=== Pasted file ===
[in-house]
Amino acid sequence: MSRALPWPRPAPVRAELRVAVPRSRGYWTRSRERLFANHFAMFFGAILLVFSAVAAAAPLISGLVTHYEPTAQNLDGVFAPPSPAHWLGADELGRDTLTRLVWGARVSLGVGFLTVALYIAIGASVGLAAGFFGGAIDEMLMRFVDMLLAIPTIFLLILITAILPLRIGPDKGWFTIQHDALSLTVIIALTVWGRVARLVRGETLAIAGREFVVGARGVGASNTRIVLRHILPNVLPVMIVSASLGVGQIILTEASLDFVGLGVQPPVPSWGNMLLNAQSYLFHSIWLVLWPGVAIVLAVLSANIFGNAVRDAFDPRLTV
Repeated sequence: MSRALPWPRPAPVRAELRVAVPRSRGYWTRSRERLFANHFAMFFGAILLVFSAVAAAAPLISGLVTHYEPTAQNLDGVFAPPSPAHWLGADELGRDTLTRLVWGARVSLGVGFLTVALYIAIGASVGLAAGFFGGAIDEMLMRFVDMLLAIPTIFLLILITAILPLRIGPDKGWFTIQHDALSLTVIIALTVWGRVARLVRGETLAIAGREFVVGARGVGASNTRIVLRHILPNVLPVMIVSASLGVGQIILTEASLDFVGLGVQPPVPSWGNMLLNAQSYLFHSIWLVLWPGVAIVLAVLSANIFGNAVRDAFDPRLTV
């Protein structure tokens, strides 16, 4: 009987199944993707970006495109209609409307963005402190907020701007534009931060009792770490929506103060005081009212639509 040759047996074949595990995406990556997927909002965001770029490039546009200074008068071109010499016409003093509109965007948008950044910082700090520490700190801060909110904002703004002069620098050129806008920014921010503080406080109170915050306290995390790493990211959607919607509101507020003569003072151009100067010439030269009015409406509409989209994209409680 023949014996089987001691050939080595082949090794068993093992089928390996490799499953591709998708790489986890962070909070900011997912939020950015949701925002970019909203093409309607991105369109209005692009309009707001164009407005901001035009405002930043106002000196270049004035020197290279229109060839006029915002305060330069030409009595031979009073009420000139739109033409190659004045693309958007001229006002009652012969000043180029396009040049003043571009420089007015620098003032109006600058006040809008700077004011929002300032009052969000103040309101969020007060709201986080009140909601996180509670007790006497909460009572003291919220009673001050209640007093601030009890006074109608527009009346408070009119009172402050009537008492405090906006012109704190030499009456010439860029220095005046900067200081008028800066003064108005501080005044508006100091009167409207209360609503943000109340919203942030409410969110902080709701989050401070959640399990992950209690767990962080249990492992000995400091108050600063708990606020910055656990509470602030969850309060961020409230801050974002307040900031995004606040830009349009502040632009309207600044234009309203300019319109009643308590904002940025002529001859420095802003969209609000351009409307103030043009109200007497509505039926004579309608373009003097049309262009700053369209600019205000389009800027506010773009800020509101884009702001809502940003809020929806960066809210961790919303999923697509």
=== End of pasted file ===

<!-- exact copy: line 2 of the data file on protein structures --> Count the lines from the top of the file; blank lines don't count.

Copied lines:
Amino acid sequence: MSRALPWPRPAPVRAELRVAVPRSRGYWTRSRERLFANHFAMFFGAILLVFSAVAAAAPLISGLVTHYEPTAQNLDGVFAPPSPAHWLGADELGRDTLTRLVWGARVSLGVGFLTVALYIAIGASVGLAAGFFGGAIDEMLMRFVDMLLAIPTIFLLILITAILPLRIGPDKGWFTIQHDALSLTVIIALTVWGRVARLVRGETLAIAGREFVVGARGVGASNTRIVLRHILPNVLPVMIVSASLGVGQIILTEASLDFVGLGVQPPVPSWGNMLLNAQSYLFHSIWLVLWPGVAIVLAVLSANIFGNAVRDAFDPRLTV